¶ 10 On re-cross examination, the prosecutor again asked Thompson whether he followed the Ten–Hour Rule “religiously” and whether he kept his driver's logs accurately. Thompson testified that he tried to follow the Ten–Hour Rule, that he kept his driver's logs accurately to the best of his ability, and that he did not “cook[ ] the books.” The prosecutor also elicited testimony from Thompson explaining that truck drivers are limited to seventy hours of on-duty time in a seven-day period (the Seventy–Hour Rule).4 At the end of Thompson's testimony, the trial court received the driver's logs into evidence.

¶ 11 After the lunch break, the State offered a civilian transportation specialist for the Utah Highway Patrol (Specialist), as a rebuttal witness to challenge the accuracy of Thompson's driver's logs. Specialist testified that he supervised training and instruction of the safety inspection division and motor vehicle safety section of the Utah Highway Patrol and that he had expertise in the area of training relating to drivers' hours of service. Specialist then described a computer software program called PC*Miler, which uses

[318 P.3d 1230]

trucking routes and speed limits to estimate travel times. Specialist presented a report generated using the PC*Miler program that calculated the time it would have taken Thompson to drive the trip reflected in his driver's logs from Rapid City, North Dakota, to Salt Lake City, Utah, on August 20, 2002. Relying on the PC*Miler report, Specialist testified that Thompson's trip covered between 664 and 727 miles, depending on the route, and would have taken over fourteen hours to travel on either route. Specialist further opined that Thompson's driver's log entry indicating that he traveled the distance in ten hours could not be accurate because it was “not physically possible.” Specialist informed the jury that Thompson “definitely” violated the Ten–Hour Rule and the Seventy–Hour Rule. Specialist further concluded that Thompson had “cooked the books” to avoid documenting violations of the rules governing how many hours a truck driver can spend on the road without a break. On cross-examination, Specialist admitted that he did not know the exact route...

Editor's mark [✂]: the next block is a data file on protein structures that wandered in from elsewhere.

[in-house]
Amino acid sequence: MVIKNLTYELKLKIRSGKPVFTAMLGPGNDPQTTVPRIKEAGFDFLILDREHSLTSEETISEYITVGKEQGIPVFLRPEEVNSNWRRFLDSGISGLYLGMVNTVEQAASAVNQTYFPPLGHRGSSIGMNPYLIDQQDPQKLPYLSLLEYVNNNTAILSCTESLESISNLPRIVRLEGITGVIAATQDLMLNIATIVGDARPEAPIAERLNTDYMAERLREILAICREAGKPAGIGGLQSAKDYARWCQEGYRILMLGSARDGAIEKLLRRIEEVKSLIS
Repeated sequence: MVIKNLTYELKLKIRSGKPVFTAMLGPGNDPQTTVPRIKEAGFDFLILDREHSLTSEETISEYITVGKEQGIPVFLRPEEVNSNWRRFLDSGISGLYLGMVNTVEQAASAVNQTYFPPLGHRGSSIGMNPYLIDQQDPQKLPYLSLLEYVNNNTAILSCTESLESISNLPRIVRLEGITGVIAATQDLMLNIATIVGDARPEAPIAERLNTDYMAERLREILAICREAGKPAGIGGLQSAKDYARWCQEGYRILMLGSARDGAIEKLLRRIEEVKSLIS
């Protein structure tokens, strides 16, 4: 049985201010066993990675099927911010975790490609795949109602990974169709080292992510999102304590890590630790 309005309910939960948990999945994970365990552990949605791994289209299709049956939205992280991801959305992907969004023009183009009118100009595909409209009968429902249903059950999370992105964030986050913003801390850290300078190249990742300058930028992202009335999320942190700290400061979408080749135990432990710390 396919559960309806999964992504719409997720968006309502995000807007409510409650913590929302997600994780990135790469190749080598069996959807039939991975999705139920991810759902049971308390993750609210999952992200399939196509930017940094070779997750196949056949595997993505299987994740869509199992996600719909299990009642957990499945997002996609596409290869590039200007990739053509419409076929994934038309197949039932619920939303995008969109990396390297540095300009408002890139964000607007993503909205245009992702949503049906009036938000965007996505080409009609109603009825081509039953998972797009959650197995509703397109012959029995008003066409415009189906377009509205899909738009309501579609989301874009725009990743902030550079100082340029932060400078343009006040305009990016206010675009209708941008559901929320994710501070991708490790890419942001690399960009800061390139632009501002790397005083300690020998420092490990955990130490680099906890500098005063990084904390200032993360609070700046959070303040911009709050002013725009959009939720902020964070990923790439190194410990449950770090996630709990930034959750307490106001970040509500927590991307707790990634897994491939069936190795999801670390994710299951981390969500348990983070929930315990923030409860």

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34 cases
  • State v. Nunes
    • United States
    • Court of Appeals of Utah
    • October 22, 2020
    ...issue at trial was credibility of the witnesses and the errors went to that central issue," State v. Thompson , 2014 UT App 14, ¶ 73, 318 P.3d 1221, Counselor's testimony merely repeated Victim's account. Because Victim spoke to Counselor after the alleged motive to fabricate arose, Counsel......
  • State v. Valdez
    • United States
    • Court of Appeals of Utah
    • February 11, 2021
    ...have been allowed to testify. On appeal—but not before the trial court—Valdez argues, citing State v. Thompson , 2014 UT App 14, ¶ 29, 318 P.3d 1221 (stating that rule 608(b) does not bar 482 P.3d 880 "evidence used to directly rebut a witness's testimony or other evidence"), that Aunt's te......
  • State v. Clark
    • United States
    • Court of Appeals of Utah
    • August 25, 2014
    ...from the evidence.” State v. Cummins, 839 P.2d 848, 854 (Utah Ct.App.1992); see also State v. Thompson, 2014 UT App 14, ¶¶ 59–60, 318 P.3d 1221. Here, Defendant testified that he was not present at the Salt Lake shooting and that he was not in possession of the Beretta on the day of the Sal......
  • State v. Nunes
    • United States
    • Court of Appeals of Utah
    • April 30, 2020
    ...issue at trial was credibility of the witnesses and the errors went to that central issue," State v. Thompson, 2014 UT App 14, ¶ 73, 318 P.3d 1221, Counselor's testimony was basically repetition of Victim's account, and an additional rendition of Victim's story could not have effectively ti......